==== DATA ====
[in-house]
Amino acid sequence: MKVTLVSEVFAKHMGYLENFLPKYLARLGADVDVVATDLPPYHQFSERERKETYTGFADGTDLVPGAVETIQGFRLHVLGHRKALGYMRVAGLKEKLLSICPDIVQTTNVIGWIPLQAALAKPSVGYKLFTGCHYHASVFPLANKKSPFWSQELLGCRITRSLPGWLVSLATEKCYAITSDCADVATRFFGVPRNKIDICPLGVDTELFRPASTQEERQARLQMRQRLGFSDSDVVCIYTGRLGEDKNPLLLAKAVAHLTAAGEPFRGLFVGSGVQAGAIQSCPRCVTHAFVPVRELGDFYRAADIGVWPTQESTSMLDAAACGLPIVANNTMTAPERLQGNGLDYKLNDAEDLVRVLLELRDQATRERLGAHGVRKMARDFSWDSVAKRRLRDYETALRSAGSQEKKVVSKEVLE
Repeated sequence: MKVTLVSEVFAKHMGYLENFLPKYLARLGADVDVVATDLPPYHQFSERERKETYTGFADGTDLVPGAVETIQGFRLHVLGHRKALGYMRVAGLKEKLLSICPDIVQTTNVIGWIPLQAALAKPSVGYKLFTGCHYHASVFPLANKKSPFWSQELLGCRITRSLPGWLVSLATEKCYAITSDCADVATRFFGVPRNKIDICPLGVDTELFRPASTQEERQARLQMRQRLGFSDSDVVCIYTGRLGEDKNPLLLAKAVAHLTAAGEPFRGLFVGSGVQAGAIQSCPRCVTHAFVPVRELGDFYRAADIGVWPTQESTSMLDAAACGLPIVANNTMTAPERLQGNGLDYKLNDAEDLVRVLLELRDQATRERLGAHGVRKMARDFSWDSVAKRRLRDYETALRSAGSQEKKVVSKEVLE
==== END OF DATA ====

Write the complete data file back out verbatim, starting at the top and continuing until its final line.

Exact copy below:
[in-house]
Amino acid sequence: MKVTLVSEVFAKHMGYLENFLPKYLARLGADVDVVATDLPPYHQFSERERKETYTGFADGTDLVPGAVETIQGFRLHVLGHRKALGYMRVAGLKEKLLSICPDIVQTTNVIGWIPLQAALAKPSVGYKLFTGCHYHASVFPLANKKSPFWSQELLGCRITRSLPGWLVSLATEKCYAITSDCADVATRFFGVPRNKIDICPLGVDTELFRPASTQEERQARLQMRQRLGFSDSDVVCIYTGRLGEDKNPLLLAKAVAHLTAAGEPFRGLFVGSGVQAGAIQSCPRCVTHAFVPVRELGDFYRAADIGVWPTQESTSMLDAAACGLPIVANNTMTAPERLQGNGLDYKLNDAEDLVRVLLELRDQATRERLGAHGVRKMARDFSWDSVAKRRLRDYETALRSAGSQEKKVVSKEVLE
Repeated sequence: MKVTLVSEVFAKHMGYLENFLPKYLARLGADVDVVATDLPPYHQFSERERKETYTGFADGTDLVPGAVETIQGFRLHVLGHRKALGYMRVAGLKEKLLSICPDIVQTTNVIGWIPLQAALAKPSVGYKLFTGCHYHASVFPLANKKSPFWSQELLGCRITRSLPGWLVSLATEKCYAITSDCADVATRFFGVPRNKIDICPLGVDTELFRPASTQEERQARLQMRQRLGFSDSDVVCIYTGRLGEDKNPLLLAKAVAHLTAAGEPFRGLFVGSGVQAGAIQSCPRCVTHAFVPVRELGDFYRAADIGVWPTQESTSMLDAAACGLPIVANNTMTAPERLQGNGLDYKLNDAEDLVRVLLELRDQATRERLGAHGVRKMARDFSWDSVAKRRLRDYETALRSAGSQEKKVVSKEVLE